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Radioactive Half-life

Discusses how rate of radioactive decay is modeled and introduces decay chains.

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Nuclear waste being buried at a special site

Credit: National Nuclear Security Administration / Nevada Site Office
Source: http://commons.wikimedia.org/wiki/File:NNSS_Area_5_Radioactive_Waste_Management_Complex_003.jpg
License: CC BY-NC 3.0

We’re putting it where?

Uranium isotopes produce plutonium-239 as a decay product. The plutonium can be used in nuclear weapons and is a power source for nuclear reactors, which generate electricity. This isotope has a half-life of 24,100 years, causing concern in regions where radioactive plutonium has accumulated and is stored. At some storage sites, the waste is slowly leaking into the groundwater and contaminating nearby rivers. The 24,100 year half-life means that it will be with us for a very long time.


Radioactive materials lose some of their activity each time a decay event occurs. This loss of activity can be estimated by determining the half-life of an isotope. The half-life is defined as that period of time needed for one-half of a given quantity of a substance to undergo a change. For a radioisotope, every time a decay event occurs, a count is detected on the Geiger counter or other measuring device. A specific isotope might have a total count of 30,000 cpm. In one hour, the count could be 15,000 cpm (half the original count). So the half-life of that isotope is one hour. Some isotopes have long half-lives – the half-life of U-234 is 245,000 years. Other isotopes have shorter half-lives. I-131, used in thyroid scans, has a half-life of 8.02 days.

Half-Life Calculations

Information on the half-life of an isotope can be used to calculate how much radioactivity of that isotope will be present after a certain period of time. There is a formula that allows calculation at any time after the initial count, but we are just going to look at loss of activity after different half-lives. The isotope I-125 is used in certain laboratory procedures and has a half-life of 59.4 days. If the initial activity of a sample of I-125 is 32,000 cpm, how much activity will be present in 178.2 days? We begin by determining how many half-lives are represented by 178.2 days:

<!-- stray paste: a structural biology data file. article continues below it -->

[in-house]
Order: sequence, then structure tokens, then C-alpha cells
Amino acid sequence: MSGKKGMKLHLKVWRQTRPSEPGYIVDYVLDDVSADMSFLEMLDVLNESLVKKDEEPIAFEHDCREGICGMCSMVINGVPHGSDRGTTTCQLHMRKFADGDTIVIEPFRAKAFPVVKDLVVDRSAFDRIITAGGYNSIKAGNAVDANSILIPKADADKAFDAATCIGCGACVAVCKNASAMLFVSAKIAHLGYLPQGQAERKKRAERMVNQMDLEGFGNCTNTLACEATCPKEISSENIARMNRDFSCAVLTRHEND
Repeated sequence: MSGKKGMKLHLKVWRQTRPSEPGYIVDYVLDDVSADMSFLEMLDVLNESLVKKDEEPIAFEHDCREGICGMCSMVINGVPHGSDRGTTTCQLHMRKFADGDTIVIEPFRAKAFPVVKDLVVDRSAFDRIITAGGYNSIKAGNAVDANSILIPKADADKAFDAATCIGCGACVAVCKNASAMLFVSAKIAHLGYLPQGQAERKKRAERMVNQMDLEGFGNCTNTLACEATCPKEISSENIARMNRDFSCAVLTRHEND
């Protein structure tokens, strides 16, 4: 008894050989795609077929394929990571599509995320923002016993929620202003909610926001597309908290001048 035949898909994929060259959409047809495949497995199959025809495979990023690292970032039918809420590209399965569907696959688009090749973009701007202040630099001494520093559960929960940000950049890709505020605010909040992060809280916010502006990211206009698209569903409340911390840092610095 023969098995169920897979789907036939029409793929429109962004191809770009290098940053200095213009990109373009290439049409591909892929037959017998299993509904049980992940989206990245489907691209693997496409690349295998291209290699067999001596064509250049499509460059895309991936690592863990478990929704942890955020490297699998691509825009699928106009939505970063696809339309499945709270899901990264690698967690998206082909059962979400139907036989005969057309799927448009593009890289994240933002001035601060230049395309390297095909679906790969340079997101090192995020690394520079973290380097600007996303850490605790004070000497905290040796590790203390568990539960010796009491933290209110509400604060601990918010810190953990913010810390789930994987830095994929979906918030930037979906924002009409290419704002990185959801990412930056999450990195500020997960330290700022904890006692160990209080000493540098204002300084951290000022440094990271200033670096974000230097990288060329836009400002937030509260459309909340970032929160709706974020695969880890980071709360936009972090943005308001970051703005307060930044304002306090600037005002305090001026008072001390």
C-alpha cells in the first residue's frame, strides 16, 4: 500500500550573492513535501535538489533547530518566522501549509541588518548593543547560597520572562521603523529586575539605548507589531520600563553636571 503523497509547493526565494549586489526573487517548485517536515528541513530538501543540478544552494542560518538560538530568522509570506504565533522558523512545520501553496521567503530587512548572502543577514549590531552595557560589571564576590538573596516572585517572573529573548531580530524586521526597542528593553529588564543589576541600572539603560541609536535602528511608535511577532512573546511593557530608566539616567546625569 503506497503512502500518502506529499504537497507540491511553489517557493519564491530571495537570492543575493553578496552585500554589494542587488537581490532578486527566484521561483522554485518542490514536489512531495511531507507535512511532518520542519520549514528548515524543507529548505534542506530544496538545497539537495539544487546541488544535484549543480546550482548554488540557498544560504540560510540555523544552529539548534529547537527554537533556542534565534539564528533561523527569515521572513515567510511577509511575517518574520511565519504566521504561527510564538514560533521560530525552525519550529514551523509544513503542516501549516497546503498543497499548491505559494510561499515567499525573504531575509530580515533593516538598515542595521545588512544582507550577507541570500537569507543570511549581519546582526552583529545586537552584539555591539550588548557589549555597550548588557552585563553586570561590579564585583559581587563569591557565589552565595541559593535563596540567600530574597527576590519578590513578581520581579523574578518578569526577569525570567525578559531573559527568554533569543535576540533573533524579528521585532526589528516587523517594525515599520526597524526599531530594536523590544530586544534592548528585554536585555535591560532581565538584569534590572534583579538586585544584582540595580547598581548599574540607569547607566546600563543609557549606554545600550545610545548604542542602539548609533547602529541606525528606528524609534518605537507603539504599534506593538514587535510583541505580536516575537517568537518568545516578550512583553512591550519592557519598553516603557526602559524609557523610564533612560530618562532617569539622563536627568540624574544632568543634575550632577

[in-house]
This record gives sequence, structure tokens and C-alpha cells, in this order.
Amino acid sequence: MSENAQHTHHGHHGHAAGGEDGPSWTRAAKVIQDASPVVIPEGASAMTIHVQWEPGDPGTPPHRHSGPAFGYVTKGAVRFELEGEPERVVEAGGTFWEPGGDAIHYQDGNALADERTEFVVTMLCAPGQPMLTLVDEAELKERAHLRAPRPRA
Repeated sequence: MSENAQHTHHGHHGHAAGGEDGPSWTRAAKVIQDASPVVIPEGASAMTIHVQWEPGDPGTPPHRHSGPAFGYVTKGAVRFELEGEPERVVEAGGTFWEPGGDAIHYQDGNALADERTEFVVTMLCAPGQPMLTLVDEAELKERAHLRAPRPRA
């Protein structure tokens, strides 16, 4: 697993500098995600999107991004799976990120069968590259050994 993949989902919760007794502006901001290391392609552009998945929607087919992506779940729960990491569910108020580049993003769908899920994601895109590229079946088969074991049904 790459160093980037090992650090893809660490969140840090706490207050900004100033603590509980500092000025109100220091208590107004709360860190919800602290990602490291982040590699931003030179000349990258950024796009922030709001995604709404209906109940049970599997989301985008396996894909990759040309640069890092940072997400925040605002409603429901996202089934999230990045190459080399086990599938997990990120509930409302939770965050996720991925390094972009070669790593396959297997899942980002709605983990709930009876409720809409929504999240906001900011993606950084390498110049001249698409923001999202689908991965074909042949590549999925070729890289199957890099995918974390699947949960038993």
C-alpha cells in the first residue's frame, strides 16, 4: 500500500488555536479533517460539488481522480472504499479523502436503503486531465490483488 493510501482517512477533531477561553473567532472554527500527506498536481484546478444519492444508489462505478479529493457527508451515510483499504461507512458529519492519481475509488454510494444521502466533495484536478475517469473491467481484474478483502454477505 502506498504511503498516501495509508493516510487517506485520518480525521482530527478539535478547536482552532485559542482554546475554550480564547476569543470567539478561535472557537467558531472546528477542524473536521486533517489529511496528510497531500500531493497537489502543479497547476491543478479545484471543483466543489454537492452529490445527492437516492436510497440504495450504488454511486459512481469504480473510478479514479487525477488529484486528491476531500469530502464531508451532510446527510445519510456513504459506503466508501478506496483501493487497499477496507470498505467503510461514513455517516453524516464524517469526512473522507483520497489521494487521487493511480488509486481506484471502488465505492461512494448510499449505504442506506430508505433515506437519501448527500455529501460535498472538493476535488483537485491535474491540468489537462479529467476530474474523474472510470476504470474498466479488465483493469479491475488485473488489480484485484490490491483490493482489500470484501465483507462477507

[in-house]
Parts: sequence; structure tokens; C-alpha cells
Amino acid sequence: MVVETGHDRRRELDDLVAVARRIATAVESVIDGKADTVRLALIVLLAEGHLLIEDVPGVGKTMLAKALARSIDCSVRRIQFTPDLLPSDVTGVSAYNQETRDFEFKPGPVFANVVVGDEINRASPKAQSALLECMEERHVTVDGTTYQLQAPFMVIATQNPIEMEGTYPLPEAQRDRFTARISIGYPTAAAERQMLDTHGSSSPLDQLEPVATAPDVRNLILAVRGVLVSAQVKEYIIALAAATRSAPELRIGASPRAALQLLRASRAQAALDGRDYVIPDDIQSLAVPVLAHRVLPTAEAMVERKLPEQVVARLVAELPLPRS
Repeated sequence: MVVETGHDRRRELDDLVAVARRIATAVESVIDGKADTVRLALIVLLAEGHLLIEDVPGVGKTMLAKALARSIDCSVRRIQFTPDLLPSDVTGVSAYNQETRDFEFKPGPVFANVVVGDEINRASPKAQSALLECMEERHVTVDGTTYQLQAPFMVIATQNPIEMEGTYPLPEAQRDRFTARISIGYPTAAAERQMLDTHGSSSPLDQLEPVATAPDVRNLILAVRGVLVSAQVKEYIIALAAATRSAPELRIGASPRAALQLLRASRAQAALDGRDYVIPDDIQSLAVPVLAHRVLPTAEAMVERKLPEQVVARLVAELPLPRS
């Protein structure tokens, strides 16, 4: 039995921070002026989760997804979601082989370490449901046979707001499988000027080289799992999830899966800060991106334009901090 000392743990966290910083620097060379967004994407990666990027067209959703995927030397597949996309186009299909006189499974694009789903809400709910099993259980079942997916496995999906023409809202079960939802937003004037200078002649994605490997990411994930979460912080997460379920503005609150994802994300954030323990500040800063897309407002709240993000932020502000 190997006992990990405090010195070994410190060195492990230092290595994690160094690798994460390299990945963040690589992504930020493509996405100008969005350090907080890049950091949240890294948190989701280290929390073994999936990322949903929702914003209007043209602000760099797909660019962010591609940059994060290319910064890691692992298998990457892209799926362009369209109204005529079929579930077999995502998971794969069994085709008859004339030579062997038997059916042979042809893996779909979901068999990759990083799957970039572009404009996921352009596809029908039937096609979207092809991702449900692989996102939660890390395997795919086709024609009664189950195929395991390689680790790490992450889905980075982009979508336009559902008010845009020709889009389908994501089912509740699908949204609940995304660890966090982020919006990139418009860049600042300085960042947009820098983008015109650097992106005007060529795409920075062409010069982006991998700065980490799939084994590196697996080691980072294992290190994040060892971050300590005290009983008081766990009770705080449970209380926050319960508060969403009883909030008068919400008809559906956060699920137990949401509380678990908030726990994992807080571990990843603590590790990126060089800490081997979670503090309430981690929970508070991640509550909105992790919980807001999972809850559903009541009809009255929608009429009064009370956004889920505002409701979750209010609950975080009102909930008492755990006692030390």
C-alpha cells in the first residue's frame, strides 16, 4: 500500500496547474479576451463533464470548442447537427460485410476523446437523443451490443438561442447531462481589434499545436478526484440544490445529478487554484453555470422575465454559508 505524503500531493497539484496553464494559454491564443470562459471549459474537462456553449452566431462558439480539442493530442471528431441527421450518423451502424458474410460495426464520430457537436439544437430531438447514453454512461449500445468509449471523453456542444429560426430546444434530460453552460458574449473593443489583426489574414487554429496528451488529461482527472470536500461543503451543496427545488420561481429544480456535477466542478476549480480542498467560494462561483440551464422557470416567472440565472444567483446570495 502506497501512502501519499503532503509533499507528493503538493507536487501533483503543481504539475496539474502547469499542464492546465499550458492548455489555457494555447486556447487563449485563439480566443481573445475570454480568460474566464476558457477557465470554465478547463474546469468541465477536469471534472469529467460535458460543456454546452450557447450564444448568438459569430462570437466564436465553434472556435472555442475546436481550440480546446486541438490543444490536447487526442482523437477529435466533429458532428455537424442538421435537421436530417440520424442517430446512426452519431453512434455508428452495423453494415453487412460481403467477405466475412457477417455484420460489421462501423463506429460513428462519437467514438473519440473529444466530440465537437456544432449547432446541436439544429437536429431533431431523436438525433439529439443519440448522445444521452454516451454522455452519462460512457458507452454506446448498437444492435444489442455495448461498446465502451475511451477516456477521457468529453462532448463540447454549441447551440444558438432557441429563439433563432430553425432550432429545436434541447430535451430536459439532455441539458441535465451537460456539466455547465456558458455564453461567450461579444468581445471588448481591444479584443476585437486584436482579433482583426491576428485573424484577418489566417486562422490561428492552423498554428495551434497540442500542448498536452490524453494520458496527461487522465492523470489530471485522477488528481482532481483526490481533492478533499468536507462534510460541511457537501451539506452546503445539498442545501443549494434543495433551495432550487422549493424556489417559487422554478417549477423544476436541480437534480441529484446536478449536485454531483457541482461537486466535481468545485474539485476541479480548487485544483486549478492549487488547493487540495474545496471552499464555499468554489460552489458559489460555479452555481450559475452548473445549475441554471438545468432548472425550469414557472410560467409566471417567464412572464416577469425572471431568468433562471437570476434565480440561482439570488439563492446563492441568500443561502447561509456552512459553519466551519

Then we simply count activity:

Be sure to keep in mind that the initial count is at time zero  and we subtract from that count at the first half-life. The second half-life has an activity of half the previous count (not the initial count).

For the more mathematically inclined, the following formula can be used to calculate the amount of radioactivity remaining after a given time:


If we have an initial activity of 42,000 cpm, what will the activity be after four half-lives?

Graph of a typical radioactive decay curve

Credit: CK-12 Foundation
License: CC BY-NC 3.0

Typical radioactive decay curve.[Figure2]

The graph above illustrates a typical decay curve for a radioactive material. The activity decreases by one-half during each succeeding half-life.

Half-lives of different elements vary considerably, as shown in Table below:

Isotope Half-Lives
Isotope Decay Mode Half-Life
Cobalt-60 beta 5.3 years
Neptunium-237 alpha 2.1 million years
Polonium-214 alpha 0.00016 seconds
Radium-224 alpha 3.7 days
Tritium (H-3) beta 12 years

We have talked about the activity and decay of individual isotopes. In the real world, there is a decay chain that takes place until a stable end-product is produced. For U-238, the chain is a long one, with a mix of isotopes having very different half-lives. The end of the chain resides in lead, a stable element that does not decay further.

Decay chain of Uranium-238

Credit: Courtesy of the US Geological Survey
Source: http://pubs.usgs.gov/of/2004/1050/uranium.htm
License: CC BY-NC 3.0

Decay of uranium to stable end-product.[Figure3]


  1. Define half-life.
  2. What is the half-life of uranium-234?
  3. What is the half-life of polonium-214?
  4. What is the end-product of the decay of uranium-238?

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Image Attributions

  1. [1]^ Credit: National Nuclear Security Administration / Nevada Site Office; Source: http://commons.wikimedia.org/wiki/File:NNSS_Area_5_Radioactive_Waste_Management_Complex_003.jpg; License: CC BY-NC 3.0
  2. [2]^ Credit: CK-12 Foundation; License: CC BY-NC 3.0
  3. [3]^ Credit: Courtesy of the US Geological Survey; Source: http://pubs.usgs.gov/of/2004/1050/uranium.htm; License: CC BY-NC 3.0

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